According to the World Health Organization, 80% of the world’s population depends on herbal medication for their health care needs because they cannot afford modern care. The parent in the song is poor and is described as living in misery. In Haiti, misery is a term used synonymously with poverty, but here in this song it has a double meaning because it also refers to the parents suffering due to his or her child’s illness. Like poor people everywhere, the parent has access to herbal remedies as that is produced locally in Haiti while drugs in tablet form are imported and import tariffs and transportation fees increase the costs of these already expensive medications.
Practically, the parent’s only hope is to be treated by a gangan who knows just the right herb for treating the child. The existence of the right herbal medication is what sustains the parent’s hopes. Worldwide, there are 20,000 plants known to be used for medicinal purposes. This is still a small fraction of the estimated 2 million species of plants known to exist. The large reserve of plants, that remain to be studied, give people confidence that cures to all diseases are there in nature just waiting to be found. Although this assumption is widely believed, it is untested. The parent appeals to Simbi, because as the most ancient and powerful of ancestral spirits, Simbi is the one more likely to have the knowledge necessary to cure the child and to provide for the parent’s wellbeing. This is said as “Simbi Bon Gangan, l a sove lavi mwen.” In some versions, the gangan is called, Similo and there is uncertainty as to whether or not a cure will be found. This is said as “Si li bon gangan, l a sove lavi mwen lan mizè mwen ye o.”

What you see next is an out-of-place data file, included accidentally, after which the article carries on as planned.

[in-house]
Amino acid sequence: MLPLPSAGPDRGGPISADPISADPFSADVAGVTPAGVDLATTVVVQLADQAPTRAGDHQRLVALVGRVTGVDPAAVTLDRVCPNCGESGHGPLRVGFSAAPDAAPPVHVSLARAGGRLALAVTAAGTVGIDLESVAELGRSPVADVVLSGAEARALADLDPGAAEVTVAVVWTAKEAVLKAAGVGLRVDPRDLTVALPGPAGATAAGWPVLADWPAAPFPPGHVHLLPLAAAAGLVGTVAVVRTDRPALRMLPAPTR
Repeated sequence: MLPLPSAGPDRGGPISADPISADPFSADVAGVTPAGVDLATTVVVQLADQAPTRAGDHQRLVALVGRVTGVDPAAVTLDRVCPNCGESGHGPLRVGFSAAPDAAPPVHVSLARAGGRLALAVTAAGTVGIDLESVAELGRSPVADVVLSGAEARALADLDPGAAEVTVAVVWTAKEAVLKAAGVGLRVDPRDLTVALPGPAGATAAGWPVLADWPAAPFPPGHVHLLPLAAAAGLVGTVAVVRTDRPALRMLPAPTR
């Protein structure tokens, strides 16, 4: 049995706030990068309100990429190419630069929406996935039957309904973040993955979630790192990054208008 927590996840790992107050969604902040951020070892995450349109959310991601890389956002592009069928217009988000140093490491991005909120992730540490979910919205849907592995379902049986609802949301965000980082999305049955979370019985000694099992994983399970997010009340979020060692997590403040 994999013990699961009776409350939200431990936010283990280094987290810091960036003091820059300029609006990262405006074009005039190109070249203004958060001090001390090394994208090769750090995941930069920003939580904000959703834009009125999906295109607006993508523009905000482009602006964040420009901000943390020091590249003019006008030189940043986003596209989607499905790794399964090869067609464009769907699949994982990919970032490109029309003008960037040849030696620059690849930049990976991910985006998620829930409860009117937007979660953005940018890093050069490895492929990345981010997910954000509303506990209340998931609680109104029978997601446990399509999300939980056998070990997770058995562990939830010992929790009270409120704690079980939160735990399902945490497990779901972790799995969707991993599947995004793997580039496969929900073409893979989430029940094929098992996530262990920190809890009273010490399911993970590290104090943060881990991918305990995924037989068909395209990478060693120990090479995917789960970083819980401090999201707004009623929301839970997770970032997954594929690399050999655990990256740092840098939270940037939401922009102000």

Regardless of which version of the song one sings, the central theme is the same. The song in all its forms remains one about the importance of leaves as natural remedies accessible to the poor. In many ways, nature does provide for our health and in return we must be good custodians of nature. We must save Haiti’s forest so that its leaves can continue to provide for our well-being.
In this rendition of Fèy O, the sounds of the Haitian rainforest come to life!